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Paddock of purple- Paterson’s Curse spring prevalence

Nov 6, 2020

The Riverina Local Land Services area is seeing a dramatic increase in Paterson’s Curse infestations this spring. There are a few reasons for that. Primarily, we have been coming out of drought that has left plant ground cover depleted and plant competition with weeds reduced. This has provided opportunity for Paterson’s curse to make a come-back and ‘curse’ us yet again.

Many Riverina shires have been affected by Paterson’s Curse this season. Narrandera, Leeton, Coolamon, Junee, Temora, Snowy Valleys, Hilltops, Murrumbidgee, Bland, Lockhart, Hay, Carrathool, Wagga Cootamundra Gundagai and Griffith are all shires that have felt the brunt of Paterson’s Curse this season. Land that has had heavy grazing, land that has been disturbed, along with years of drought and wind impact will often result in the presence of Paterson’s Curse and other weeds.

In previous years there has been great success with biological control agents working on Paterson’s curse. These are insects that consume the Paterson’s curse and have been responsible for successful control over the last decade or so.  Drought has killed off biocontrol across many of the shires, which is disappointing, considering the care that has gone into raising the agents. Many Riverina Biosecurity Weed Officers are re-establishing nursery sites to promote biocontrol agents.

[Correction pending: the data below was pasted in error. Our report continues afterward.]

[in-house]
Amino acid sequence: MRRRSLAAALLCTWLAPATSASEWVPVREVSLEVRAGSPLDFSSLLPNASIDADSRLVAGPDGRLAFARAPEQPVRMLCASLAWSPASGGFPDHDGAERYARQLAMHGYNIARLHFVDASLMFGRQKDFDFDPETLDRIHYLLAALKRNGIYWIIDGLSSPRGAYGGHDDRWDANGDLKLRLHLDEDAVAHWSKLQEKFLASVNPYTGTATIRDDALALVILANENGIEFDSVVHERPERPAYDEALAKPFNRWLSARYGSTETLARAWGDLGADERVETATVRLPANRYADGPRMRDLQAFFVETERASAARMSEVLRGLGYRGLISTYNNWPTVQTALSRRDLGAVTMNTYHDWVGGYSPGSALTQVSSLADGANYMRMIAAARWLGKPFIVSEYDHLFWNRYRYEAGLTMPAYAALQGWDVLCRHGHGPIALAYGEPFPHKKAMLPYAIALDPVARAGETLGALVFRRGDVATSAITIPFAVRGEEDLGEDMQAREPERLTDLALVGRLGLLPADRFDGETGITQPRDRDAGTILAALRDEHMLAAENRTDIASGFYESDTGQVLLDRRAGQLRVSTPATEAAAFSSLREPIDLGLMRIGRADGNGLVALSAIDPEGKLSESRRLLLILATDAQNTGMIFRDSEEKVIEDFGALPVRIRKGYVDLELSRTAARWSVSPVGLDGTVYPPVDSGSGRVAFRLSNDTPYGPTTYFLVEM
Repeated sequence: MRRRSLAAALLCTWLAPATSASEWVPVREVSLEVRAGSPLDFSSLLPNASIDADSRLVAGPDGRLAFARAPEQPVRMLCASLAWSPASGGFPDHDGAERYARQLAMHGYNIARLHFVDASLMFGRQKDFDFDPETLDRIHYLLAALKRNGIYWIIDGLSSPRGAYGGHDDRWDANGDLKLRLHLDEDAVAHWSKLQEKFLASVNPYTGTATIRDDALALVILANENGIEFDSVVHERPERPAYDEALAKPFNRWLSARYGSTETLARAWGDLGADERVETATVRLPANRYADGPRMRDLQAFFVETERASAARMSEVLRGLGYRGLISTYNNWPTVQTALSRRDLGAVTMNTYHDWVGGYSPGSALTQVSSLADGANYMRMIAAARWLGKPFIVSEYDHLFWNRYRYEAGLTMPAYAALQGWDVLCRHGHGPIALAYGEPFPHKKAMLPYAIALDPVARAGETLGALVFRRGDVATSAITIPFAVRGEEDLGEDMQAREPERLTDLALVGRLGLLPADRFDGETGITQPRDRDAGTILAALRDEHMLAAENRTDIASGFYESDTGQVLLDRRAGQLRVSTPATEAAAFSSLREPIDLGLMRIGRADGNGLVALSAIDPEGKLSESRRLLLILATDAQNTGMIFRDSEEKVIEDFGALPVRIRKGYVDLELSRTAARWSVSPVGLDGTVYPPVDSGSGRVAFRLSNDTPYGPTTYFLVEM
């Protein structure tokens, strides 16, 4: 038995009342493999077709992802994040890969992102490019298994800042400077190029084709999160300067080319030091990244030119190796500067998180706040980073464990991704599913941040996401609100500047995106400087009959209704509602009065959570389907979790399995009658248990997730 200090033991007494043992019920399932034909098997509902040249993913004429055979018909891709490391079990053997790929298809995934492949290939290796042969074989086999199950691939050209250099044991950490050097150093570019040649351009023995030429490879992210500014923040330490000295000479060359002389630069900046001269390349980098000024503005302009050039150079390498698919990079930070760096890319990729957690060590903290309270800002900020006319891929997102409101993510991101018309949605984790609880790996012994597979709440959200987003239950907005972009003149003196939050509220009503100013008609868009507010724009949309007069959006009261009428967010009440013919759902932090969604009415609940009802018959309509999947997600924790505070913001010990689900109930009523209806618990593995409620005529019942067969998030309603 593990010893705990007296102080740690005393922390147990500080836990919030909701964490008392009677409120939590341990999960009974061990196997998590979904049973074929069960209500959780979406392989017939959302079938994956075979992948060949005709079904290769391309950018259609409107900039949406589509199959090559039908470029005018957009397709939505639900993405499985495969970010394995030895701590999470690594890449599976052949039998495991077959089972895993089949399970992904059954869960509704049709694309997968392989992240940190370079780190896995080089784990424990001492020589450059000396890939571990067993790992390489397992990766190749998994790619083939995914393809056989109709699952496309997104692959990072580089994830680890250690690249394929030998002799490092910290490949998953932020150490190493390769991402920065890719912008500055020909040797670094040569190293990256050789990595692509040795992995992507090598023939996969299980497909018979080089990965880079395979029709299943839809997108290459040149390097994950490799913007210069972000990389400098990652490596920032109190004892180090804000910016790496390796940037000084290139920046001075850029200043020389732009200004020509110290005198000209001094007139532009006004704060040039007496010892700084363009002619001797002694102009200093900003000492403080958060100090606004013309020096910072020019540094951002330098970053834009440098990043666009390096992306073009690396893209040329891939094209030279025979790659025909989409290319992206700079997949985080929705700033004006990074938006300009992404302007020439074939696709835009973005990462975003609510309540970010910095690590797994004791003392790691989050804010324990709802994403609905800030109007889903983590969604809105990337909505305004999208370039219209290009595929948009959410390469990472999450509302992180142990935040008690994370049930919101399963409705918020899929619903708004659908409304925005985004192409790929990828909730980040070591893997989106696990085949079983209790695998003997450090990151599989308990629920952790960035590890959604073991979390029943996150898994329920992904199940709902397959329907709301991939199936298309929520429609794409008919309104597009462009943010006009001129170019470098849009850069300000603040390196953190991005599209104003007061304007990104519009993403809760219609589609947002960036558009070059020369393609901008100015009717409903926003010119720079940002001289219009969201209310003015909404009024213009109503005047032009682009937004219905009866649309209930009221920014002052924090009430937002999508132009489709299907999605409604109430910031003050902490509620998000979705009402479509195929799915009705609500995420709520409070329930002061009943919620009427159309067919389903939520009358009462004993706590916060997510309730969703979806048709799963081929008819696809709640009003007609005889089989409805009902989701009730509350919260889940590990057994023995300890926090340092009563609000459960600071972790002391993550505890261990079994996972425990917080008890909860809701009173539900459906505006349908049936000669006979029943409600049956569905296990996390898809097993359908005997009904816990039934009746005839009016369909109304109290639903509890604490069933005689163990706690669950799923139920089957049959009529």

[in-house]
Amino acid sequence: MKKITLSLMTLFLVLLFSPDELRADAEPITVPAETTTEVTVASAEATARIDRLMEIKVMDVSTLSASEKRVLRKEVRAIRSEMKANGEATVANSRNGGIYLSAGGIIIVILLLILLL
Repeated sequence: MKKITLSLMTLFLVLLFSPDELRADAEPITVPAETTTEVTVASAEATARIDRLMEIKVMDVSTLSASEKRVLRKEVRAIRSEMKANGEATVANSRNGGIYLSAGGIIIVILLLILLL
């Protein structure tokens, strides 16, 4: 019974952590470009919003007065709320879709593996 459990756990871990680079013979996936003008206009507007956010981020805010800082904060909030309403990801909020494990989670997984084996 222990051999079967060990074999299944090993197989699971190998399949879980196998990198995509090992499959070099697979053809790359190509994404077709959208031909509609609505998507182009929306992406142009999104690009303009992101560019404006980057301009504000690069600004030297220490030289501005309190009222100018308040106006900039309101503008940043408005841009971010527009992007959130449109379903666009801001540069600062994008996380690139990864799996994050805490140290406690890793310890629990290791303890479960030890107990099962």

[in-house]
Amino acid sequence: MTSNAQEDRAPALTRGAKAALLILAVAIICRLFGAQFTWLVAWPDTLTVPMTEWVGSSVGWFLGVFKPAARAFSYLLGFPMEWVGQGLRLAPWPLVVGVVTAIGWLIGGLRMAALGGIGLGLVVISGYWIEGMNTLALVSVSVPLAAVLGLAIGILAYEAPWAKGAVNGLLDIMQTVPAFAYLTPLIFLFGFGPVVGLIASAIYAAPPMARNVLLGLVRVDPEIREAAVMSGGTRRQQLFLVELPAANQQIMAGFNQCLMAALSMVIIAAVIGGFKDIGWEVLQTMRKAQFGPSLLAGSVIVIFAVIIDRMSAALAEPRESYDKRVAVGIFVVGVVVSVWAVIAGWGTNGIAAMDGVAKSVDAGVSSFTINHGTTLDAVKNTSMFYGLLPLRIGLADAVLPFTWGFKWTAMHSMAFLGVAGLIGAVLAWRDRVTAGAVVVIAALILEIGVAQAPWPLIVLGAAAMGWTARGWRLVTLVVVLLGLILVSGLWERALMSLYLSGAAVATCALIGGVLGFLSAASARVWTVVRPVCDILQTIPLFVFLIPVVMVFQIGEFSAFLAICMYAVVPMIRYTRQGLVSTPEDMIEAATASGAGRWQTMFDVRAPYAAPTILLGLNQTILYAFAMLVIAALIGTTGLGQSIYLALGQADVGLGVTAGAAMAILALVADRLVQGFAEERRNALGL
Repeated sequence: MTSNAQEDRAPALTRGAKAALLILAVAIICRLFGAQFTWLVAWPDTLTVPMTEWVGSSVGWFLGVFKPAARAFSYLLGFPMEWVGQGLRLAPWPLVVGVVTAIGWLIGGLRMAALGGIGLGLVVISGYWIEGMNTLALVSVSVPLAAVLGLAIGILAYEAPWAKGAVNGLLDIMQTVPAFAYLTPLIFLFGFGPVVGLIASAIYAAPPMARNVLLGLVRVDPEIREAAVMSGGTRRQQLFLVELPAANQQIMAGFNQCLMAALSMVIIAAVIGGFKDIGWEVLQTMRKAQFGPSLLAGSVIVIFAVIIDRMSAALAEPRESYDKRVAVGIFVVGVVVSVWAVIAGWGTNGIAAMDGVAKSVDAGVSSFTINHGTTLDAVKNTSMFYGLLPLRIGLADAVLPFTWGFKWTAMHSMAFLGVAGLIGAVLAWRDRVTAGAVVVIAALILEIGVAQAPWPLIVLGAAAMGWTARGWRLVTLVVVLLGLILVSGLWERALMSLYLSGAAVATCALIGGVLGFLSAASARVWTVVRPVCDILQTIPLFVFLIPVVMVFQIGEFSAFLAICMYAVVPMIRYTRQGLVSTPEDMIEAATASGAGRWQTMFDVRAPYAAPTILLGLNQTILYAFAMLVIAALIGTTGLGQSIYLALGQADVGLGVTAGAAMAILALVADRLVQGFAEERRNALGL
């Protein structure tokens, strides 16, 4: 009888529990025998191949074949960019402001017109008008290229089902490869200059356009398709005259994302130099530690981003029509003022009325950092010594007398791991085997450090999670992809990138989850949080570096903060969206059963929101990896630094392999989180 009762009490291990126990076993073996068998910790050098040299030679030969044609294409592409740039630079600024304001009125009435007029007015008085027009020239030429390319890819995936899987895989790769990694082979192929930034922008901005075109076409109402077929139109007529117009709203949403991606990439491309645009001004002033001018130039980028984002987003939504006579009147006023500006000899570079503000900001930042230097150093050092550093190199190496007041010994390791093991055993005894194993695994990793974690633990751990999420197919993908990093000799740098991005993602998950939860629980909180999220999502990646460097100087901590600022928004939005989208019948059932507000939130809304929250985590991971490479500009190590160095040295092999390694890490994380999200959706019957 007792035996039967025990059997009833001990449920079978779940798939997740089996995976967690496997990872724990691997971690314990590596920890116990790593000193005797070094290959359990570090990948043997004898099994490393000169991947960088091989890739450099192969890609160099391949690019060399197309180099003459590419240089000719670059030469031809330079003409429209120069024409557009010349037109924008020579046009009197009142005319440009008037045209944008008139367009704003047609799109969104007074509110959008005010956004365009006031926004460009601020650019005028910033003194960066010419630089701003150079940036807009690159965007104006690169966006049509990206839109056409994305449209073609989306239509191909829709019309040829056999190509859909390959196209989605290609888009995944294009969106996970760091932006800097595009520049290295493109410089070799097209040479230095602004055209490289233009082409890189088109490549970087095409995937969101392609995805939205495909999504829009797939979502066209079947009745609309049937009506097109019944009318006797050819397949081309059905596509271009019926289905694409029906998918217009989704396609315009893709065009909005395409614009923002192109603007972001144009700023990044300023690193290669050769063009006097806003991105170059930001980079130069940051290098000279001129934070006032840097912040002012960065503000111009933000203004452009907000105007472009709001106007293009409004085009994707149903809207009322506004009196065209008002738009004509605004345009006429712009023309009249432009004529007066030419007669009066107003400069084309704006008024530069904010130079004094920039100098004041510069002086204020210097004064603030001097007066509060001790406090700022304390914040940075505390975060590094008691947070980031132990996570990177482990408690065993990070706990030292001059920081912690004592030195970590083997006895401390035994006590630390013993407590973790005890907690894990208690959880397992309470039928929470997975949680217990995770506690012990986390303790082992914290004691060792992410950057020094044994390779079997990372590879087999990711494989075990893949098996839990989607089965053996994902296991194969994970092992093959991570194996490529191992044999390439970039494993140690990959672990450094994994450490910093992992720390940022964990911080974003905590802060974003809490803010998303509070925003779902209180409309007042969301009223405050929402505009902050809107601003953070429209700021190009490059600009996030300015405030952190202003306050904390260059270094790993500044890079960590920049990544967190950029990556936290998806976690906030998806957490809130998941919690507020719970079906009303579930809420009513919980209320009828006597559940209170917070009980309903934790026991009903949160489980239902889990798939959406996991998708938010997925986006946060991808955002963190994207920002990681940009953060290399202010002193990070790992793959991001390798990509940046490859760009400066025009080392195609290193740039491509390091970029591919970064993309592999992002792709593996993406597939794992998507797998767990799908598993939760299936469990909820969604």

Paterson’s Curse is highly competitive in pastures, outcompeting desirable plants without contributing to forage value. The plant contains pyrrolizidine alkaloids, which are toxic to livestock, particularly horses, though sheep can graze it for a time. Prolonged grazing of Paterson’s Curse is harmful, even to sheep, because the alkaloids eventually cause liver damage, especially if stock consume large amounts of this weed in winter and spring and then graze on common heliotrope over summer.

Impacts from Paterson’s Curse and weeds are the threat to biodiversity. Paterson’s Curse invades native grasslands and woodlands, reducing viable space for desirable species.

All land managers need to be practicing Integrated Pest Management (IPM) practices as opposed to just relying on one method of control, which is mostly chemical. In the 80’s and 90’s land managers relied heavily on chemical application to bring Paterson’s Curse into line.

Recently, the crown weevil and flee beetle have been the most successful biocontrol agents. The NSW Biological Taskforce and Councils across the State have been working consistently, researching and building up biocontrol agent numbers for not only Paterson’s Curse but also other biocontrol for other pest plants. Patience must be exercised for biocontrol agents to build up in numbers to have a significant impact.

Land managers may be tempted use chemical, it is best if they can let the insects re-establish nursery sites to battle the large Paterson’s Curse infestations this year.

Land managers can contact Hilltops Council’s Biosecurity Weed Officers on 1300 445 586 for more information.

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